Not taking accountability, deflection, rationalisation of guilt, mind-fuck – call it what you want. I’m calling any man who does this a HUMAN GASLIGHT. (Thanks to Shiv on Succession, for that term.)
I’ve even heard that this behaviour can relate to the “streetlight effect”, in which an intoxicated man looks for his lost keys, not where he dropped them, but where it’s well-lit. FFS. Streetlight, gas light – please go get some electricity or night-vision goggles.
Some say we can’t just blame men for such things. That we need to critique society’s reactions to such actions. As in, some of us excuse the man because he wasn’t getting some action or enough attention at home. To that I say, ‘circular argument’ and ‘screw the patriarchy’. You won’t find many women who think that behaviour is ok.
Infuriatingly, though, American TV and talk-radio host Laura Schlessinger is an apologist. To quote her, “When the wife does not focus on the needs and the feelings – sexually and personally – to make him feel like a man, to make him feel like a success, to make him feel like her hero, he’s very susceptible to the charm of some other woman making him feel what he needs.” PLEASE EXCUSE ME, LAURA, WHILE I VOMIT UP MY TOAST.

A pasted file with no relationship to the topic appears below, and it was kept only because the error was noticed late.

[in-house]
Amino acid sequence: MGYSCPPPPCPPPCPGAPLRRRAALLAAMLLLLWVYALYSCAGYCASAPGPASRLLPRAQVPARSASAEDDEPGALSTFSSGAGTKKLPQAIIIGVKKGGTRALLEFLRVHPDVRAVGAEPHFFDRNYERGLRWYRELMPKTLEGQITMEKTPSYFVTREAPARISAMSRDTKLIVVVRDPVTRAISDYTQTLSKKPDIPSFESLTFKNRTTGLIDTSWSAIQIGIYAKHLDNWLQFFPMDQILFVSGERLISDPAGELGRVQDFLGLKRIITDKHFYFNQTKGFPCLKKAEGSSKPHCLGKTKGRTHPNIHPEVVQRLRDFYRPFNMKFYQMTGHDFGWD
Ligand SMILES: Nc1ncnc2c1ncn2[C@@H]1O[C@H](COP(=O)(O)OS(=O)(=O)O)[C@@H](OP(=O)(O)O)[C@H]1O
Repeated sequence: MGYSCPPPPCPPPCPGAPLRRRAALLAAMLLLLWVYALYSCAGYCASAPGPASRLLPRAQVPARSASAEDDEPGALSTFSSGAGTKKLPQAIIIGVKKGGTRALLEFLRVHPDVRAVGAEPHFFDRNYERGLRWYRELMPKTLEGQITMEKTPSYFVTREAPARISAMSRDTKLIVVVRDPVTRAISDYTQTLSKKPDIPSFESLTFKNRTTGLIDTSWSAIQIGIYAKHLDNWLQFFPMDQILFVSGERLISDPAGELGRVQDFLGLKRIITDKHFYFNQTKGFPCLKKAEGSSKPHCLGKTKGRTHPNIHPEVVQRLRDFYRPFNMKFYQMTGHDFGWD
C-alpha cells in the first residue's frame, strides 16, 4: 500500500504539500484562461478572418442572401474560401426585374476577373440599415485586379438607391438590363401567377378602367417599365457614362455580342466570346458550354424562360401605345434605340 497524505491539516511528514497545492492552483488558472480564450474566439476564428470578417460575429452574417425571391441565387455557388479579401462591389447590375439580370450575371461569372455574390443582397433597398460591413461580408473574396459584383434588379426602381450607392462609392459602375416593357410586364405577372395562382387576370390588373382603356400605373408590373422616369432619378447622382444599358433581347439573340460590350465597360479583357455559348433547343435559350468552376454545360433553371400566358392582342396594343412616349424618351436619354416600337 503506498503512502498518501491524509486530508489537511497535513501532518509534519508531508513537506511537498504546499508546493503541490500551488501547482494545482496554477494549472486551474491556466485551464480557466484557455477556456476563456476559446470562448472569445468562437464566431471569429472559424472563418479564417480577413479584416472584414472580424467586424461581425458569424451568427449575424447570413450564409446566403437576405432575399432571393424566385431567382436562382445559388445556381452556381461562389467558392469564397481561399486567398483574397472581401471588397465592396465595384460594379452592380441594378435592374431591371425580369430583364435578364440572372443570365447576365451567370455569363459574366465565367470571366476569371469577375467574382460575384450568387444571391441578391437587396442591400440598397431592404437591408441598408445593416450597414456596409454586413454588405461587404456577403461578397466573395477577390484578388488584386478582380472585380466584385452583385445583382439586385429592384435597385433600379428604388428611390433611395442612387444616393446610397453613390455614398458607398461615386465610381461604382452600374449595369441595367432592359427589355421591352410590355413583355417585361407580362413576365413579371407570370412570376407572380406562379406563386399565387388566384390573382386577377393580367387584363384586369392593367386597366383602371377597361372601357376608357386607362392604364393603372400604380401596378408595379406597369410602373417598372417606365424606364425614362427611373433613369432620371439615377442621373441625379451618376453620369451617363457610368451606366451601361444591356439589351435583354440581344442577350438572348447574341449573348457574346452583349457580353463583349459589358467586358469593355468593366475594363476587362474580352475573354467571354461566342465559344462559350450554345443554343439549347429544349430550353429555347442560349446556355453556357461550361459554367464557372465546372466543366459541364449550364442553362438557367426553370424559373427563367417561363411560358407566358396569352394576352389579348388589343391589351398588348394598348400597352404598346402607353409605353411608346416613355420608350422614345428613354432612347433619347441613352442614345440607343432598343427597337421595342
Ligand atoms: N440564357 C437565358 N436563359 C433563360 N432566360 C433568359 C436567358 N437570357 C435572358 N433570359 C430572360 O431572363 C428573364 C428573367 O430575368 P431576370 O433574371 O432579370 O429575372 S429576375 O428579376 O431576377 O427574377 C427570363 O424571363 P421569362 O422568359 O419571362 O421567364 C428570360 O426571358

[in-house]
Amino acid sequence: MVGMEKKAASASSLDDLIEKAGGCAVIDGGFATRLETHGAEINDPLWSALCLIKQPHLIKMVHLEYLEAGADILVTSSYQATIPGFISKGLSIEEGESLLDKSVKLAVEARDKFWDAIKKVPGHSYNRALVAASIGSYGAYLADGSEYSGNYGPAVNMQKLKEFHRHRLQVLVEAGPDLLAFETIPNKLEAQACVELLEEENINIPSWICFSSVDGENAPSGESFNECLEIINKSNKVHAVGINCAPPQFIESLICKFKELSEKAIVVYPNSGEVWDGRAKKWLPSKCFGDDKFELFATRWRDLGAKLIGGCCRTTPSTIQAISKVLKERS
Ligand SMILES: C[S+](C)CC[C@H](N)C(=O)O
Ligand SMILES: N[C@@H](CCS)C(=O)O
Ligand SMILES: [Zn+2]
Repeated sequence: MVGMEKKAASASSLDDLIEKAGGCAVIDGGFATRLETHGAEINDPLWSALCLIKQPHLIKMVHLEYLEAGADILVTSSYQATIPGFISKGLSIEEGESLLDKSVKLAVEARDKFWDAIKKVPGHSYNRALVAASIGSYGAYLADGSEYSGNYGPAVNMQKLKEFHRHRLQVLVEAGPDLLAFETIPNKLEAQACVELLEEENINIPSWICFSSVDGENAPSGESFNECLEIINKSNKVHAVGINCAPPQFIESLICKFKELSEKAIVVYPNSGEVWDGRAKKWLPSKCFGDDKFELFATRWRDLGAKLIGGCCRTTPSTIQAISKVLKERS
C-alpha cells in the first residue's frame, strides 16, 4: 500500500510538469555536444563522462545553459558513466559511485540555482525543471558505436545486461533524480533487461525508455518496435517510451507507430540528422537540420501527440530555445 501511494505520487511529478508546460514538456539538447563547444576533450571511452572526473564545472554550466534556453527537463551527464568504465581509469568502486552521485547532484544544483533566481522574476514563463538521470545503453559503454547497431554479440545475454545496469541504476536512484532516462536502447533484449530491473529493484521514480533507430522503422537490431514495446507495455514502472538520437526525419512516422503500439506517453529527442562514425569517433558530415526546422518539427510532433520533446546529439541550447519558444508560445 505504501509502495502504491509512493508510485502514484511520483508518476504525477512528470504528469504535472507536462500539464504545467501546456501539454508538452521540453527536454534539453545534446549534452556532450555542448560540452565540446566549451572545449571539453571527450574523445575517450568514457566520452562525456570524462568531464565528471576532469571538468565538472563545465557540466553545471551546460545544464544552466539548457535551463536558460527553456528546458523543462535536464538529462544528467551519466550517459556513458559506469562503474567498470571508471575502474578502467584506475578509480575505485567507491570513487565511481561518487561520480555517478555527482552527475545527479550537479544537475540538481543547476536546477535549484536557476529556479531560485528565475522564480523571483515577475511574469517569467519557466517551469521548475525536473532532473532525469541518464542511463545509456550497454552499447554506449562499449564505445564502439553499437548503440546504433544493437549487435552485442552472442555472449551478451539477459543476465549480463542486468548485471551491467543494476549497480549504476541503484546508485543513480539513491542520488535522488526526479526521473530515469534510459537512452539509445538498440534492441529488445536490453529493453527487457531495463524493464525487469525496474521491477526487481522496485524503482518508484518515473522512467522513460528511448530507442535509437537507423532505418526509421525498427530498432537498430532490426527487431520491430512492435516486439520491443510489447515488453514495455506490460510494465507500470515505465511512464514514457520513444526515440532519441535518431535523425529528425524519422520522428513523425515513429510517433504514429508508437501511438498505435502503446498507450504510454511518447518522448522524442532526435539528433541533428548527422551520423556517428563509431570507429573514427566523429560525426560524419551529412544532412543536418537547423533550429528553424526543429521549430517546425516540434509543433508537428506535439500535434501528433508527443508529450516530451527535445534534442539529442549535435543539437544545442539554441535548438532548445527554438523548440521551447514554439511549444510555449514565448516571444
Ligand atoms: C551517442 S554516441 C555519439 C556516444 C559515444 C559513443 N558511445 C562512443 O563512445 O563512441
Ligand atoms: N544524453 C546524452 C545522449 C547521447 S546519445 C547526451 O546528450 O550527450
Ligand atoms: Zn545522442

The bottom line is that blaming cheating on your wife/partner is absolutely unacceptable. Whether she’s been distant or not, whether she hasn’t been initiating sex, whether she’s tired from looking after your kids, whether you’re working with someone hot in an office or on a reality-TV show, you don’t get a pass. And you sure don’t get to do it without getting called out.
If you enjoyed this story, check out our collection of real-life relationship tales in our DIARIES collection – from the woman whose husband left her for a 19-year-old, through to the woman who found out her husband was cheating on her with the neighbour and the woman who found out her husband was cheating through watching an influencer’s INSTAGRAM stories.